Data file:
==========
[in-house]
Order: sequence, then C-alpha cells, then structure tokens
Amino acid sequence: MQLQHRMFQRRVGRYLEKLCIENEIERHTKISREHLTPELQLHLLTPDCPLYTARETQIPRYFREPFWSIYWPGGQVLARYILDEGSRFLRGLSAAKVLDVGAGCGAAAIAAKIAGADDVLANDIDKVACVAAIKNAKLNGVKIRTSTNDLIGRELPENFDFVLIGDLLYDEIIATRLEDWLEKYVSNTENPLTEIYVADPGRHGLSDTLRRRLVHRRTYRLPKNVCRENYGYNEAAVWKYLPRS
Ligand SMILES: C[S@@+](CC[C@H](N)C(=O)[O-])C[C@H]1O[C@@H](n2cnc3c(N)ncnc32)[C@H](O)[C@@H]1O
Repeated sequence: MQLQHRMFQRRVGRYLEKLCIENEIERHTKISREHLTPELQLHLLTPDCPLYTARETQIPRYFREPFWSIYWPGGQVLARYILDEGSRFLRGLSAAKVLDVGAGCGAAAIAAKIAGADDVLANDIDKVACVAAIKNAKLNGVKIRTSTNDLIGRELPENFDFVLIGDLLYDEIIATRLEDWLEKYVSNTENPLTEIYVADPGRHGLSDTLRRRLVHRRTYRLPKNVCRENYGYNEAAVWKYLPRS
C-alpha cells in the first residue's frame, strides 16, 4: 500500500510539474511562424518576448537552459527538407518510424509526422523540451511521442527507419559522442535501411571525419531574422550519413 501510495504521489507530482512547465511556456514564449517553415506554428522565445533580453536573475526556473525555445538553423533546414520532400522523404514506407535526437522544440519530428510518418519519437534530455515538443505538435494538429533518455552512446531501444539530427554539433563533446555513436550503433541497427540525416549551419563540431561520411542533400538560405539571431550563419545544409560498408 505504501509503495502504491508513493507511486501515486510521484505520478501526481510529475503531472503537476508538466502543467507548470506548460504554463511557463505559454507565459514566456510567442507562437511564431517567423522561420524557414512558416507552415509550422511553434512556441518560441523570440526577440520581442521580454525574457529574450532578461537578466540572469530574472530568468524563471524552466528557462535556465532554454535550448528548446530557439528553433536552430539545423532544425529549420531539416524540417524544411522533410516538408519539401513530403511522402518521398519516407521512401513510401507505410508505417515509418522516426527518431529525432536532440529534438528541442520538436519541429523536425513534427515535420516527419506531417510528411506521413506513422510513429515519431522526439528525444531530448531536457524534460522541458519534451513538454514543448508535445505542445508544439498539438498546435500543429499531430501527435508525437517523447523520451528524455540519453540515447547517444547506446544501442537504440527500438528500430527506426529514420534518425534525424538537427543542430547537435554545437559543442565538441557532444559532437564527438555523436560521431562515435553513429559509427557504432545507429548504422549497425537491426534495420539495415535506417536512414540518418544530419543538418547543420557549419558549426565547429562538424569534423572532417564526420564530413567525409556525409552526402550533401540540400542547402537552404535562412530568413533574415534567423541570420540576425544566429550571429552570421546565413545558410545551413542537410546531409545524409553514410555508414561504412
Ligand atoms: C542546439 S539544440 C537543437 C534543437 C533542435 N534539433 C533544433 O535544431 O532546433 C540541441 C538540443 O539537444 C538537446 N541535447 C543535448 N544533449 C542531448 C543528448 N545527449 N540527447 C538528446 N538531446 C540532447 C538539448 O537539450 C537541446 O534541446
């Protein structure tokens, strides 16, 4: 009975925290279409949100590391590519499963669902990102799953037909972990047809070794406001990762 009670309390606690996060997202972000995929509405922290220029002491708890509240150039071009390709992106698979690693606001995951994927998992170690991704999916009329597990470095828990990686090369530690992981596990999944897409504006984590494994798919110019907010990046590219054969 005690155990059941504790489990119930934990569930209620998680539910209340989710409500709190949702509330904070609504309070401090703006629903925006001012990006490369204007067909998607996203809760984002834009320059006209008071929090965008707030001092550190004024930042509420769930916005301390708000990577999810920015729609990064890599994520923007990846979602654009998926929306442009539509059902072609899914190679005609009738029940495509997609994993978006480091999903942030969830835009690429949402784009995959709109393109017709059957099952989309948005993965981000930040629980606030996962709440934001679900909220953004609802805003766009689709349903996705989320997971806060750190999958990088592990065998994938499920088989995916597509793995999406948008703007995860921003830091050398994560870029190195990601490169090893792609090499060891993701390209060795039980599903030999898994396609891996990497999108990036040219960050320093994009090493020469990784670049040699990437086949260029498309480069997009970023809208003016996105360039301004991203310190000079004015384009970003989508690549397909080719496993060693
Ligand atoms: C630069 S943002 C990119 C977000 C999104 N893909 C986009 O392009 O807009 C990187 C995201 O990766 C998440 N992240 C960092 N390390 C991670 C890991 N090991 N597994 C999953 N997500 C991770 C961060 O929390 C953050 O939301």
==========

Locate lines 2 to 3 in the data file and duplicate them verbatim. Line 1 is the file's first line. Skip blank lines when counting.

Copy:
Order: sequence, then C-alpha cells, then structure tokens
Amino acid sequence: MQLQHRMFQRRVGRYLEKLCIENEIERHTKISREHLTPELQLHLLTPDCPLYTARETQIPRYFREPFWSIYWPGGQVLARYILDEGSRFLRGLSAAKVLDVGAGCGAAAIAAKIAGADDVLANDIDKVACVAAIKNAKLNGVKIRTSTNDLIGRELPENFDFVLIGDLLYDEIIATRLEDWLEKYVSNTENPLTEIYVADPGRHGLSDTLRRRLVHRRTYRLPKNVCRENYGYNEAAVWKYLPRS